Easy Ginger Paste

Ginger paste is simply a must for convenience if you use a lot of ginger in your cooking. It is made by finely mincing (or blending) fresh ginger root into a smooth, creamy paste; this form of ginger is favored for its ease of use and intense flavor.

Beautiful, vibrant ginger paste in a rustic bowl

Fresh ginger paste, known for its sharp, slightly spicy, and aromatic flavor, has a smooth, thick consistency that blends easily into marinades, sauces, and other mixtures; it can be made by peeling fresh ginger root and mincing it in a food processor or blender, with a bit of water or oil to aid in blending.

Why ginger paste?

If you’re using a lot of ginger in your cooking, ginger paste is highly recommended since it’s a massive time-saver and makes cooking with ginger much easier.

We advocate for making your ginger paste, and here’s why: it’s straightforward, fast to make, and the flavor is incomparably fresher and more intense than anything you’ll find pre-made at the store.

Though blending ginger and garlic into a combined paste is popular, we find it beneficial to keep ginger paste stored alone. Many recipes call for just ginger or garlic paste, and having them separate gives you more control over the flavor profiles in your dishes.

Choosing the right oil

We use oil to make ginger paste to help maintain its consistency. We typically use vegetable oil, but feel free to choose any neutral-flavored oil, like grapeseed, canola, or sunflower oil. The key here is to use an oil that doesn’t overshadow the ginger and that the ginger’s aromatic, spicy flavor isn’t affected by the oil.

Beautiful, vibrant ginger paste in a bowl with a wider lens also displaying ginger in the background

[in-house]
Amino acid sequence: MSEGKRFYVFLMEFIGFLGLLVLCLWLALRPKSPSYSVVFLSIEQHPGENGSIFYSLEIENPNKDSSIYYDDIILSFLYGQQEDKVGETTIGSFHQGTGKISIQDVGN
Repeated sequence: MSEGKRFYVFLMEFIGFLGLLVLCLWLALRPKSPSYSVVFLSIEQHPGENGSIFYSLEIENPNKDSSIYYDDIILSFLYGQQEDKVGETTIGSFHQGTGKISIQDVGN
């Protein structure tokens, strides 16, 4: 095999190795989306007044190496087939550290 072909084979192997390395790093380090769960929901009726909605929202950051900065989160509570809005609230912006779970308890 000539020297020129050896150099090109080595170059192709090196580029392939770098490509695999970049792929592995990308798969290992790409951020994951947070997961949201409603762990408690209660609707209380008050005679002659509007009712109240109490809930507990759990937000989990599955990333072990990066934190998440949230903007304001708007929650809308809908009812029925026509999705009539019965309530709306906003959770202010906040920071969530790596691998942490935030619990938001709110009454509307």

For the preppers

If you’re in the business of meal-prepping and time-saving, check out our other paste recipe:


We cannot overstate the versatility of ginger, and we find ourselves always reaching for our jar of ginger paste; here are some of the ways you can use your ginger paste;

  • Marinades: Add ginger paste to marinades for meats, poultry, or fish to enhance flavor and tenderize.
  • Stir-fries: Use ginger paste in stir-fry dishes for an aromatic and spicy touch.
  • Sauces and gravies: Incorporate ginger paste into sauces and gravies for extra zing.
  • Soups and stews: A small amount of ginger paste can elevate the flavor profile of soups and stews.
  • Curries: Ginger paste is a staple in many curry recipes, adding depth and warmth.
  • Baking: Use in baked goods like gingerbread, cookies, and cakes for a distinct ginger flavor.
  • Salad dressings: Mix the ginger paste into salad dressings for a spicy kick.
  • Teas and beverages: Ginger paste can be used to make ginger tea or added to smoothies.

Ginger also has a lot of health benefits, which is another reason why we always keep a jar of paste handy. Here are some of the ways we rely on ginger for relief;

  • Digestive aid: Ginger is known to aid digestion and reduce nausea.
  • Cold and flu relief: Use ginger paste in hot tea to help alleviate cold symptoms.
  • Anti-inflammatory: Ginger has anti-inflammatory properties and can be used in home remedies for pain relief.
  • Soothing sore throat: Ginger paste mixed with honey can help soothe a sore throat.